UC Berkeley economist Gregory Grossman, who died on Aug. 14, was considered a towering figure in the study of the Soviet economy who shaped the thinking of generations of scholars. Born in Kiev, and educated at Cal and Harvard, he went on to coin the term “command economy.”
Grossman was a polymath who also understood the political, ideological, social and cultural underpinnings of economic life in the Soviet Union. As a result, he was widely sought out by his peers for comments on their scholarship.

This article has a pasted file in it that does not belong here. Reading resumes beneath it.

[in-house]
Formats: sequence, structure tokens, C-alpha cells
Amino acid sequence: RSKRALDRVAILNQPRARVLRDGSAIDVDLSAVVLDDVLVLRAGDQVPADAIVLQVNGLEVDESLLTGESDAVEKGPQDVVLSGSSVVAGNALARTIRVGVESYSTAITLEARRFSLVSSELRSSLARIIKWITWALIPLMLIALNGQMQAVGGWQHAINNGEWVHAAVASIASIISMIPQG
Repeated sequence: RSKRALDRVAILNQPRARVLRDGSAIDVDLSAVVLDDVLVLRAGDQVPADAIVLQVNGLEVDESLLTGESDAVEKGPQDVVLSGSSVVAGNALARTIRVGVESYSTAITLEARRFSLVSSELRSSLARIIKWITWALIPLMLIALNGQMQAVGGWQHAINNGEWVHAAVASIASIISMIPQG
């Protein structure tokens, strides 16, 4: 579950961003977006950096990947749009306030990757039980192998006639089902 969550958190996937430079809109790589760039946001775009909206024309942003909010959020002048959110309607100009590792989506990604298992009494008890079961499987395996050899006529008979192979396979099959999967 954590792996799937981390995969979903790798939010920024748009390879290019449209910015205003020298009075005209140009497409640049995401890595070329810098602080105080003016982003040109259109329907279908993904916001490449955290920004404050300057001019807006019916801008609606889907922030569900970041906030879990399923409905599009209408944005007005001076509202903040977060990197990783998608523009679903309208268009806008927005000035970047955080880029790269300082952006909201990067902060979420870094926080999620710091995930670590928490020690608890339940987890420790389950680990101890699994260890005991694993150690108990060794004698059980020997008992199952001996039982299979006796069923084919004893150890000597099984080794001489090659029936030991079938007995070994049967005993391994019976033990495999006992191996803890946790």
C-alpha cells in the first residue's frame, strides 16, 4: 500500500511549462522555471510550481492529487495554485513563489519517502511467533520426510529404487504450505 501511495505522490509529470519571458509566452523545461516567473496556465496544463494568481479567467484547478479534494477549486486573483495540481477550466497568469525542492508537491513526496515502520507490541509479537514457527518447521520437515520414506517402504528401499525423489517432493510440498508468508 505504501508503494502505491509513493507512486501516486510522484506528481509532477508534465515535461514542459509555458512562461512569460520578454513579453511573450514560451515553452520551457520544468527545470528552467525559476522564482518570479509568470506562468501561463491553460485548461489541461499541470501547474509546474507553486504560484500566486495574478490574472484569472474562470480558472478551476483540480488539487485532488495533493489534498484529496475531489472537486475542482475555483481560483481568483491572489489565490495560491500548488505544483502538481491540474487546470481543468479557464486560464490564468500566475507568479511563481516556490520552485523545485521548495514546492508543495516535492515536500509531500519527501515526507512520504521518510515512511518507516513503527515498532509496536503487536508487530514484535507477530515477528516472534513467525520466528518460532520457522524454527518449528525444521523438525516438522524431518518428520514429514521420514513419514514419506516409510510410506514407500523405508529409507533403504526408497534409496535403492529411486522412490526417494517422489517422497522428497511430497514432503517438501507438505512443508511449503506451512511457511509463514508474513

And Grossman, who always held a particular affection for Berkeley and the Bay Area, was also a consummate gentleman. As his UC Berkeley colleague George Breslauer noted: “I never saw him present his ideas aggressively. He let the evidence and logic speak for themselves. In the end, the passage of time proved him right on almost all scores.”
Read Grossman’s obituary, published on Berkeleyside, and feel free to leave your memories and notes of condolences in the Comments there.
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